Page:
Recommendations/Discussion

Towing and recovery industry employers should instruct and ensure employees use a secondary means of support when placing any part of heir body under a raised vehicle.

Part 1, General Provisions, Rule 34, of the General Industry Safety Standards states: "An employee shall not place his/her body beneath equipment, such as vehicles, machines, or materials, supported only by a jack, overhead hoist, chain fall, or any other temporary single supporting means, unless safety stands, blocks or other support system capable of supporting the total imposed weight is used to protect the employee in case of failure of the supporting system." The decedent relied upon the tow chains to hold the vehicle in position when he placed his torso under the vehicle to "pop" the transmission. When the chains failed to secure the vehicle in a raised position, there was not a secondary means to prevent the vehicle from falling onto him. It is important to note that when a secondary means of support is used on a vehicle, it must be placed under factory-approved points on the vehicle, as per the vehicle's instruction manual. Secondary supports such as safety stands or jack stands should always be used in pairs. When raising the front or rear of a vehicle the stands should not be placed so that the vehicle tilts up only on one corner.

Blocking or chocking wheels is not a "means of support" and will not protect an individual under a raised vehicle, but blocking/chocking the wheels does prevent the tires from rolling. It is best to use two blocks/chocks on the weighted axle (the axle at the opposite end of the vehicle from the end that is raised), since the weighted axle keeps the tire on the ground against the block/chock.


Tow truck operators should review the AAA Towing and Service Manual, AAA towing service bulletins, and/or vehicle owner's manual prior to towing the vehicle to determine the proper towing method.

The AAA Towing and Service Manual provides detailed towing instructions for most domestic and foreign cars, light trucks, motorcycles and vans. The manual includes towing, tie-down and jumpstarting procedures, as well as curb and axle weights for each vehicle. Independent contractors that are not under contract with AAA to provide roadside assistance should consider obtaining this manual. Two- and four-wheel drive vehicles require different towing techniques. It is important that the tow operator consult the AAA manual and, if the car is not listed in the manual, the vehicle owner's manual to determine proper towing procedures. Damage to the vehicle, such as damage to the transmission or differential can result when improper towing occurs.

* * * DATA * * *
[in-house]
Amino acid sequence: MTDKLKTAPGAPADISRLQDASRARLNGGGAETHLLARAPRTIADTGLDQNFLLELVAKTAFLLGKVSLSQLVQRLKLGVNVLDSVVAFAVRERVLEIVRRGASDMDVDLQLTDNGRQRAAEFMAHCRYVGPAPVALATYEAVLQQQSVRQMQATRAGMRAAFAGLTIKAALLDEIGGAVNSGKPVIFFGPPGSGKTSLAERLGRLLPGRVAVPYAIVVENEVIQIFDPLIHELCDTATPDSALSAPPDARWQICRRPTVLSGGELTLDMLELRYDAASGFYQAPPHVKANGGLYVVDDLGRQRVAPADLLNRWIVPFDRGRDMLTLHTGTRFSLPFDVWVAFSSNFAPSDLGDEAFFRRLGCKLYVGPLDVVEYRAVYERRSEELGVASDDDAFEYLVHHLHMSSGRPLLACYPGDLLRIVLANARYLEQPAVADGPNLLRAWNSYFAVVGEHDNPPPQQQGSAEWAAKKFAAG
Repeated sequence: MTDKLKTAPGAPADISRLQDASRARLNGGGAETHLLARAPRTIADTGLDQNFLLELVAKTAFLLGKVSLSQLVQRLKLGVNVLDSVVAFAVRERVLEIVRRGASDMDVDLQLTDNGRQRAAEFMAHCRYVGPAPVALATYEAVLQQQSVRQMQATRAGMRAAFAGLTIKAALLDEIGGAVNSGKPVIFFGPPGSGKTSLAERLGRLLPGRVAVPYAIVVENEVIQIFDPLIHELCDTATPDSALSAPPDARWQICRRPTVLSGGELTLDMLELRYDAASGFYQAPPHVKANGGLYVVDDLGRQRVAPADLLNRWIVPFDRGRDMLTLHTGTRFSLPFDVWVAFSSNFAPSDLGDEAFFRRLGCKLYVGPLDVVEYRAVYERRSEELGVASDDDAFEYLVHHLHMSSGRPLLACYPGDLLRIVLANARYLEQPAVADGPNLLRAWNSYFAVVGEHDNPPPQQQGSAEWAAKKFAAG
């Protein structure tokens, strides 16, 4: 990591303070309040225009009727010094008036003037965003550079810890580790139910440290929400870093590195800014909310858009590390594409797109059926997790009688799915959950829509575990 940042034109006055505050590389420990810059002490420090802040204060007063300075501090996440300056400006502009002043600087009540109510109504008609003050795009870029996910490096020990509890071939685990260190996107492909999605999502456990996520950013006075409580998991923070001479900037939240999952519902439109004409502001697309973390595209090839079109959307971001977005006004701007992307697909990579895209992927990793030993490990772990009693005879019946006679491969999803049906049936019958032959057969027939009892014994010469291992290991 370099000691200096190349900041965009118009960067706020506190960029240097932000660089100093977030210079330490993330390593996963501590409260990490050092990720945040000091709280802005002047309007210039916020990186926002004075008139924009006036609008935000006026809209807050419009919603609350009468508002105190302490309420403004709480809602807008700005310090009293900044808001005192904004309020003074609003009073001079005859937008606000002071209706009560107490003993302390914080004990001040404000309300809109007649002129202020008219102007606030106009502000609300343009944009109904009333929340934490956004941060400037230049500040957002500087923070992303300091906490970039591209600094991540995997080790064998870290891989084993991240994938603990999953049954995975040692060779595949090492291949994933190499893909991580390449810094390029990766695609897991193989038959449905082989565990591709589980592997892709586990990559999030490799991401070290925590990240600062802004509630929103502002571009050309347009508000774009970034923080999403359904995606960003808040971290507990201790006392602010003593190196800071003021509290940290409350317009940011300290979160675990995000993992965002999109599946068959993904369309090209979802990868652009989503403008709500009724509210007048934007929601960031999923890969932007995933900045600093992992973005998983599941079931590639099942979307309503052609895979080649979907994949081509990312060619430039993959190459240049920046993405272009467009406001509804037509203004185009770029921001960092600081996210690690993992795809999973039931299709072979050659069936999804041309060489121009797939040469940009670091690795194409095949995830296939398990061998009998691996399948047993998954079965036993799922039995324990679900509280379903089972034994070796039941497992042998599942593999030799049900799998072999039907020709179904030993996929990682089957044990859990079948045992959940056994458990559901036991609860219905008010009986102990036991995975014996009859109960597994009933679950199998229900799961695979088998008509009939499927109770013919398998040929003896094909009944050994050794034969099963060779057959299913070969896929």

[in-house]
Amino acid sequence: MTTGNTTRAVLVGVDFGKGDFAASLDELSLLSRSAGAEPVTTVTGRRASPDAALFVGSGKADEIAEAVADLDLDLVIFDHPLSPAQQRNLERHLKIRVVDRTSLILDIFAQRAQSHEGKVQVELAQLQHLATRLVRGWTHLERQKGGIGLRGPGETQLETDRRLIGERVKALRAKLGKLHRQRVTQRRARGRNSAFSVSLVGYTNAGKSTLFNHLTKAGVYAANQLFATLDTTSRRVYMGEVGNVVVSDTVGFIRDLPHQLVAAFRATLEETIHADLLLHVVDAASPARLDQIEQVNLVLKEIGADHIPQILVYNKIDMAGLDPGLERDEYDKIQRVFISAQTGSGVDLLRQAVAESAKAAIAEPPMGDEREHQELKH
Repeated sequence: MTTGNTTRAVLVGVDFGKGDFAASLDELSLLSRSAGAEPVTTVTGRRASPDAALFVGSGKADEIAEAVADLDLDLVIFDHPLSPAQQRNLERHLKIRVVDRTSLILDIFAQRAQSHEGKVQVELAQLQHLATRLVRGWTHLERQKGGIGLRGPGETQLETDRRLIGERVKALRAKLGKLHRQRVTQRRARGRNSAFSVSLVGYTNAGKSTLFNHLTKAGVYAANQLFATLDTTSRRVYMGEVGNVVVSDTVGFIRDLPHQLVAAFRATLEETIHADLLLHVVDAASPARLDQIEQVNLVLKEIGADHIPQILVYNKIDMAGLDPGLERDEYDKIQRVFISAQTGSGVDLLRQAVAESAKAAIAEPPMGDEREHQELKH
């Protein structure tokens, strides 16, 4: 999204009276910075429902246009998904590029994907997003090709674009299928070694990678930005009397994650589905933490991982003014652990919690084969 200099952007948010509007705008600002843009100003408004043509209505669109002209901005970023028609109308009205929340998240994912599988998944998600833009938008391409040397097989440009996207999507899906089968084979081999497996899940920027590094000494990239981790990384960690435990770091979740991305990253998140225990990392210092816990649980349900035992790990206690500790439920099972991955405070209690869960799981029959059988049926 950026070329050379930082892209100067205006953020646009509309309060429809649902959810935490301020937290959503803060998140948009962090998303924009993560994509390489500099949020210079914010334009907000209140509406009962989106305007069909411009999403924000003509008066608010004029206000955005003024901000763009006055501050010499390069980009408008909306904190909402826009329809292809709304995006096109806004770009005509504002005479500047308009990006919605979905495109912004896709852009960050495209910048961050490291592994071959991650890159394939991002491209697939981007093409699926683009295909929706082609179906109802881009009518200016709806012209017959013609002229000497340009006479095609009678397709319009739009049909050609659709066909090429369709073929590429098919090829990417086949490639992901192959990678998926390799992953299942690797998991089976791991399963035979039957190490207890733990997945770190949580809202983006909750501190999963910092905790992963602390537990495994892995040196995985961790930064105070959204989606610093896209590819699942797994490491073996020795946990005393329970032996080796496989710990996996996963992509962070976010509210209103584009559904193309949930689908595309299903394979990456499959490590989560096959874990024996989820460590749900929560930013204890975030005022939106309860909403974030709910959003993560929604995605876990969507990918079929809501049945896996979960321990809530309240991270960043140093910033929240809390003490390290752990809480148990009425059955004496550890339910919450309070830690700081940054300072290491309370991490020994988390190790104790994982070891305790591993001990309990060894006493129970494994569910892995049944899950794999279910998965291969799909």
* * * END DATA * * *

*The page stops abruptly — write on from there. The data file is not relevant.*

Towing and recovery industry employers should consider equipping each tow truck with dollies if a flatbed tow vehicle is not available.

Flatbed tow trucks, also called rollback tow trucks, contain a large empty bed in the back of the truck. Using hydraulics, this bed can be inclined in order to form the shape of a ramp. The vehicle can then be either driven onto the flatbed, or a winch can be used to drag it into place. After the vehicle is in place, hydraulics are used to level out the flatbed in order to haul the vehicle. Flatbed tow trucks do not place pressure on the vehicle or drag it for a period of time. Rather, all of the stress is placed on the tow truck.

MIFACE spoke with local tow truck operators and towing and recovery industry employers. Both groups suggested that employers should equip a tow truck with tow dollies. Tow dollies are recommended to prevent transmission damage to the towed vehicle. By placing a front wheel drive vehicle on a dolly, a lube pump or other device to make the vehicle towable is not needed. Tow dollies are useful for vehicles when it is not desirable or possible to tow with four wheels down. When towing a four-wheel drive vehicle using a wheel-lift towing device, tow dollies should be used under the opposite end of the vehicle.